In the source code of Golang’s HTTP library, the description of
http.Response.Body is as follows.
Notice the sentence: The default HTTP client’s Transport may not reuse HTTP/1.x “keep-alive” TCP connections if the Body is not read to completion and closed. It says, The default HTTP client’s Transport may not reuse HTTP/1.x “keep-Alive” connections if the Body is not read to completion and closed. (In the days of HTTP/1.0, “Keep-Alive” was not the default behavior; if the browser and server support it, you can add “Connection: Keep-Alive” to the request and response headers. if the browser and server support it. However, in HTTP/1.1, “Keep-Alive” is the default behavior unless it is specifically disallowed (e.g.
Connection: close) ^.
Why do we need connection multiplexing? Based on performance considerations, of course!
The way we write code every day
And looking at the code we normally write, few people seem to notice this (the case of just sending HTTP requests, no data required).
If you just forget
Body.Close(), chances are that linter will not pass. But no one reminds you that Body should not be read away. According to the documentation, if Body is not read, the connection will not be reused. Why? I think it’s very simple: because the HTTP client has no way of knowing whether you’ll use the Body again. It wouldn’t dare read it away for you (to complete a Request/Response) to actively reuse the connection, after all, in case the network suddenly gets stuck and reading the Body takes up a lot of time. It would have been quick to close the connection, but it would have resulted in a bunch of unusable and unclosed connections because of the reuse. This is not desirable in the design of the standard library.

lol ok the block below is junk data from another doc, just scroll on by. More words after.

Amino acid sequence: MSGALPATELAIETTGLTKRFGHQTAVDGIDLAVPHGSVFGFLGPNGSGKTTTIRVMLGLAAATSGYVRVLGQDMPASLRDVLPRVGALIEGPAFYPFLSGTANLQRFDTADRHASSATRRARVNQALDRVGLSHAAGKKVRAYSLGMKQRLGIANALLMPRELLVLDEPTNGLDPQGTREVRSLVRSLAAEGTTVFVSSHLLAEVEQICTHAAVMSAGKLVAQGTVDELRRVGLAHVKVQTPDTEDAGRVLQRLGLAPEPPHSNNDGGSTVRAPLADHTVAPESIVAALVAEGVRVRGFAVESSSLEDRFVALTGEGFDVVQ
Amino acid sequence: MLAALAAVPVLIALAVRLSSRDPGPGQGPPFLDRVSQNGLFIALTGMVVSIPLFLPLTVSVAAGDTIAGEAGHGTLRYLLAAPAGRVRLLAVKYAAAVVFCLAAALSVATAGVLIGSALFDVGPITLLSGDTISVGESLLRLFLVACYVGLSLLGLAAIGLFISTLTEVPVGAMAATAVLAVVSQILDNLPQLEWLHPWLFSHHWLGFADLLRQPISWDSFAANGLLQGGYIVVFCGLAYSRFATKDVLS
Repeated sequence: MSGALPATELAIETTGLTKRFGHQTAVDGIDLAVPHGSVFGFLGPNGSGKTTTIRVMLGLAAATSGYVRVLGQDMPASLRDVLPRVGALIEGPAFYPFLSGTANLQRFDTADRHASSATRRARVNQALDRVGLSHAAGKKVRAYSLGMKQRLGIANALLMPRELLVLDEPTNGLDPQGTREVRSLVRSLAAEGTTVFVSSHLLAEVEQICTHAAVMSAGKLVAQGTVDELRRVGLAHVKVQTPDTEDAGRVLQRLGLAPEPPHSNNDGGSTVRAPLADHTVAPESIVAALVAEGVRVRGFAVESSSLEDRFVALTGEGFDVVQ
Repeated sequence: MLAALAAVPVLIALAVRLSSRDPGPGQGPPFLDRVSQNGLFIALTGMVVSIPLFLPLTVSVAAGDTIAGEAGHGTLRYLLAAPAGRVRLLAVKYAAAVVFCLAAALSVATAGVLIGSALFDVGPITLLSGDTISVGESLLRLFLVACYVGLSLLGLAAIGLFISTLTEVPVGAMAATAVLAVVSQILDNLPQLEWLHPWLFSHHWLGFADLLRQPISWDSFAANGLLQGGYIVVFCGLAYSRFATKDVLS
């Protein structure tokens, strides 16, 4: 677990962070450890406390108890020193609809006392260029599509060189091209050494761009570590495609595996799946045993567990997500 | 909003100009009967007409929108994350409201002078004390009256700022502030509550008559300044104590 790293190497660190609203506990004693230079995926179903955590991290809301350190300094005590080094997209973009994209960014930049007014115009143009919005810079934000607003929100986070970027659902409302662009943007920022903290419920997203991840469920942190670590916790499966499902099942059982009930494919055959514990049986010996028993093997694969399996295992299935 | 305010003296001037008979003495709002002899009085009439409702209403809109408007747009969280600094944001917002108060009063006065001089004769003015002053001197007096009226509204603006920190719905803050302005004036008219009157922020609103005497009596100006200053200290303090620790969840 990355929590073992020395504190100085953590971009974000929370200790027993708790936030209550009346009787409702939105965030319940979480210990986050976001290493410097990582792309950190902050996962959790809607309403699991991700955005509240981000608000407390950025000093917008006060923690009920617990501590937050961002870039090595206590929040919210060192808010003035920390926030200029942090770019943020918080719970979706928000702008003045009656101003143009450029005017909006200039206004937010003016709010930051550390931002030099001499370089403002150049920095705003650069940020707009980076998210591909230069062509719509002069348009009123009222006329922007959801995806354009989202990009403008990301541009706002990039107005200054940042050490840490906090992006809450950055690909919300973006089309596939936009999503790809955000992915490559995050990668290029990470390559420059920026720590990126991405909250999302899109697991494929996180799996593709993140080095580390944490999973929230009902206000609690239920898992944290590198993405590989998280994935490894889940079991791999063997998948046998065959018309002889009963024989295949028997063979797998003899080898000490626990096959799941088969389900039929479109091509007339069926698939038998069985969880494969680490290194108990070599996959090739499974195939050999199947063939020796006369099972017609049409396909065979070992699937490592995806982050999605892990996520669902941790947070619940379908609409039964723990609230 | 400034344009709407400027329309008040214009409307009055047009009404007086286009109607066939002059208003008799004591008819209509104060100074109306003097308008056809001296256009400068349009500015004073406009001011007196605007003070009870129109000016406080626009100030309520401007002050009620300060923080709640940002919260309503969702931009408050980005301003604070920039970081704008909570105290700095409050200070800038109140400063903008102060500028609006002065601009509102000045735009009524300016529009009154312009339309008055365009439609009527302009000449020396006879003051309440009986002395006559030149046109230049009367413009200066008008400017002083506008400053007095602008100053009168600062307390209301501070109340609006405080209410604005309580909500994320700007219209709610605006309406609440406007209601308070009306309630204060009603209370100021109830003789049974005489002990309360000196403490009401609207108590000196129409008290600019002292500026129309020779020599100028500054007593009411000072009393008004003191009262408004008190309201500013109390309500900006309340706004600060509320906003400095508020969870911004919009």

Request/Response: After the server reads the headers of the request or the client reads the headers of the response, the request or response is read, and the body is wrapped in a ReadCloser interface as a stream to be read (and closed) by the program itself later. This is very nice, as it does not take up a lot of memory because the request or response contains a very large Body.
Writing styles that should be considered
In summary, the documentation’s claim about the phenomenon of connection reuse is a given. So shouldn’t we always execute a
io.Copy(ioutil.Discard, resp.Body) where Body is not needed in order to read through Body?
Just like defer resp.Body.Close() needs to always remember to close.
I’m not sure of the answer: if you can be sure that the interface is very fast and responds with little or no data, then it’s conceivable that there’s no performance loss if you execute it. But in case the network gets stuck, then it will take a long time to read the Body. So, on-demand. If you can write your code with this in mind (or add a comment to it), it’s also a sign of greater rigor.
An example for verifying connection reuse
I wrote a test code to verify this behavior.
Like the following, when the Body call is not executed.
Multiple executions show the same result: 2 connects are initiated to establish a connection. Does this mean that the connection is not being reused? I think so. Although the file descriptor is 6 both times, that’s because the connection was closed each time and, as is characteristic of Unix, the file descriptor always starts with the least used.
And when called with Body.
We only see 1 connect call. Does this already mean that the connection is actually being reused? I think so.